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Dissidents Czechoslovakia

NEWS
December 4, 1989 | DAN FISHER, TIMES STAFF WRITER
The revolution is a little more tense in the Czechoslovak provinces than it is in Prague. Consider, for example, the sign posted near the door of a neighborhood Pribram restaurant over the weekend. "Attention!" it read. "Civic Forum was recognized by the government as an equal partner in conducting all social dialogue. The removing of posters and declarations of the Civic Forum is a sabotage of this dialogue."
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NEWS
December 4, 1989 | TYLER MARSHALL, TIMES STAFF WRITER
Amid the sense of freedom that has come to Czechoslovakia during the last two weeks, a new political statement has appeared in the form of a flashy red, white and blue campaign button. In addition to the Czechoslovak national colors, the button carries the name of opposition leader Vaclav Havel and the words "Havel for President." The button reflects the popularity of the most prominent figure in the country's opposition movement, but it falls short of reality.
NEWS
December 1, 1989 | DAN FISHER, TIMES STAFF WRITER
Jaroslav Hutka just didn't fit in after the Prague Spring. Not that he was a political dissident, at least not at first. But the songs he wrote and sang were a bit unorthodox. And with his long hair and beard, he was different from the humorless men who took power in Czechoslovakia after the reform movement of 1968 was crushed. "It was clear to them that I was not one of them," he said Thursday over the kind of lunch that only a few weeks ago he thought he would never have again.
NEWS
November 30, 1989 | DAN FISHER, TIMES STAFF WRITER
The only requirement for Civic Forum membership, the opposition group's spokesman, Jiri Dienstbier, said the other day, is a desire to be rid of the constitutional "leading role" of any political party. By that standard, the entire, Communist-dominated Czechoslovak Parliament became eligible Wednesday, when it voted unanimously to amend this country's basic law to eliminate the controversial clause that for 41 years has given the Communists a monopoly on power.
NEWS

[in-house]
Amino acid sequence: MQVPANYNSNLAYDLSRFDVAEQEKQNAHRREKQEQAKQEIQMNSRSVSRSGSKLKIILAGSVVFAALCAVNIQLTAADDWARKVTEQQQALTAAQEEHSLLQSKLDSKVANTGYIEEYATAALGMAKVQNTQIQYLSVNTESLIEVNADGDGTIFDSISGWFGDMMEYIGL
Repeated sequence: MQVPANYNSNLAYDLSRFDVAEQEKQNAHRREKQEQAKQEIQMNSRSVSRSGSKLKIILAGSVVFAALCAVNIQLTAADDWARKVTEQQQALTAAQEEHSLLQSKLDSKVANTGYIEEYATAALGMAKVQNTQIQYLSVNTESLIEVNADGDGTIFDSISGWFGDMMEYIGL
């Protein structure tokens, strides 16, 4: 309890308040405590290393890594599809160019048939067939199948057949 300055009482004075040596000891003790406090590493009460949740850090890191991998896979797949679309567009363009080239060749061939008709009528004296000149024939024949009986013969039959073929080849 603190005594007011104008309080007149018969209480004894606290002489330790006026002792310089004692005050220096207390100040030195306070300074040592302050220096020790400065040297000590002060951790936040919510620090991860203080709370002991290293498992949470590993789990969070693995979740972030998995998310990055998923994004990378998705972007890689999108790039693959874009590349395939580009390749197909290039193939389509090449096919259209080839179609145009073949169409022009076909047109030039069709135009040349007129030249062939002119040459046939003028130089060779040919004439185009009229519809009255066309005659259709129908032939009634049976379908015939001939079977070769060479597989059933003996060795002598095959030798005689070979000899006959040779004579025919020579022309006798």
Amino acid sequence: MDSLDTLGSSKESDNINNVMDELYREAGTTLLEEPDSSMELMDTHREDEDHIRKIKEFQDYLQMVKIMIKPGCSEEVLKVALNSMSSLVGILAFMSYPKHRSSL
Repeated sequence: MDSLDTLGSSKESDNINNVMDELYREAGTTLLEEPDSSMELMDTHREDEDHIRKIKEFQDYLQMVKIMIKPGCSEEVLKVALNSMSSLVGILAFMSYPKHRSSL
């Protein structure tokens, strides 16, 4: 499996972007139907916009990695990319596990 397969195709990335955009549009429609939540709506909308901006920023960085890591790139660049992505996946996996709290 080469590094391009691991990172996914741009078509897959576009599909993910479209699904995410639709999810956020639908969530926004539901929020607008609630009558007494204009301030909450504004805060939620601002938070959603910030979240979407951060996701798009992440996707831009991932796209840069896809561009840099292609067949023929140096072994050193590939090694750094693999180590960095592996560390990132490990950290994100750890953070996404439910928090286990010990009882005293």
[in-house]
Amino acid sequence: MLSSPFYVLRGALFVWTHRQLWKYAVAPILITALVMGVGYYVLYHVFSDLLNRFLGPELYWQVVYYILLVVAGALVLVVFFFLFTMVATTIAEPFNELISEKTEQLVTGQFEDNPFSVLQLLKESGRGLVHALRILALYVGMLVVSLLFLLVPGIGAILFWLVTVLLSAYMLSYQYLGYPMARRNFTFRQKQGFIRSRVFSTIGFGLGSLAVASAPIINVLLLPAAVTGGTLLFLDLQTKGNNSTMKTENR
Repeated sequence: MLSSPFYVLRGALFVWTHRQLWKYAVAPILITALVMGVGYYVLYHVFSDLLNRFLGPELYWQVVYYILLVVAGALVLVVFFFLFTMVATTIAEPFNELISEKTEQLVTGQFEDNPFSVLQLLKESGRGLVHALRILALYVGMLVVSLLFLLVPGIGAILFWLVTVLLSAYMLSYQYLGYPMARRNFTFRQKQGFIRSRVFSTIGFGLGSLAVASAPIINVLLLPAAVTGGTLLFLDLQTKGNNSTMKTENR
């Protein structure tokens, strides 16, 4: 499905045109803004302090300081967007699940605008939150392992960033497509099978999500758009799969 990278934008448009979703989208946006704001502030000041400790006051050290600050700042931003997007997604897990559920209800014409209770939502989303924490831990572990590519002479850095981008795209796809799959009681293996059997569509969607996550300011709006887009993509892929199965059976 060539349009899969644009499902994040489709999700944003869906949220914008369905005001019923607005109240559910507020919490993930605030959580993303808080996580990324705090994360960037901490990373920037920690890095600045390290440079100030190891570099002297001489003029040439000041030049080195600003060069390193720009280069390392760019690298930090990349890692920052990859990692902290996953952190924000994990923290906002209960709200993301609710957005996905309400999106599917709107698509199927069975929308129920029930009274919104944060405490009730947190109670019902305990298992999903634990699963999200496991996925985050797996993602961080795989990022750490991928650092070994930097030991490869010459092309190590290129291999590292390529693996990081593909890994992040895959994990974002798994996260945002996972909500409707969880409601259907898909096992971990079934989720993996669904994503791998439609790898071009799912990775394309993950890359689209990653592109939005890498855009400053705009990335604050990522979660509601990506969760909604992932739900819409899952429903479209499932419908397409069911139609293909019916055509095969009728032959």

November 29, 1989 | TYLER MARSHALL and DAN FISHER, TIMES STAFF WRITERS
Weekends are sacred in Czechoslovakia, especially for the privileged. So as the sun turned the few wispy clouds over Prague to pink on the crisp autumn Friday afternoon of Nov. 17, Communist Party leader Milos Jakes and most other members of the Politburo left for their country homes. According to a source close to the party hierarchy, there had been an argument in the Politburo earlier in the week over whether to sanction a student demonstration that Friday afternoon.
NEWS
November 28, 1989 | DAN FISHER, TIMES STAFF WRITER
If a playwright and a former Communist Party leader are the George Washington and Benjamin Franklin of the Czechoslovak revolution, then a collection of technicians, drivers and clerks who call themselves "the Garage Men" are its Paul Revere.
NEWS
November 28, 1989 | TYLER MARSHALL and DAN FISHER, TIMES STAFF WRITERS
After a two-hour anti-government general strike that brought much of the country's industry to a standstill, the opposition group Civic Forum on Monday effectively declared victory in the initial phase of its struggle to end repressive rule in Czechoslovakia. The victory claim came on the eve of Civic Forum's first substantive talks with Prime Minister Ladislav Adamec--talks that could lead to the dismantling of communism's 41-year-long monopoly of power.
NEWS
November 27, 1989 | TYLER MARSHALL, TIMES STAFF WRITER
For years there was only darkness. The brief dawn of reform that came with Alexander Dubcek in the 1968 "Prague Spring" was crushed so completely by the repressive regime installed in its aftermath that for seven years, no opposition existed. A regime filled with incompetents and characterized by crudeness managed to purge its opponents with undisputed efficiency.
NEWS
November 25, 1989 | TYLER MARSHALL, TIMES STAFF WRITER
The father of Soviet communism, V. I. Lenin, once remarked that Germans are so obedient that if a mob of them ever tried to storm a railroad station, they'd all buy tickets first. But if obedience characterizes the Germans, it is a remarkable civility that characterizes the Czechoslovaks. For amid all the turmoil and excitement of Czechoslovakia's recent political reawakening, those pressing for change have maintained an unusual sense of consideration for their fellow citizens.
NEWS
November 23, 1989
Alexander Dubcek, the Czechoslovak reformer whose voice is being heard again after years in the political wilderness, had a career that led from obscurity to the heights of power and then down to disgrace.
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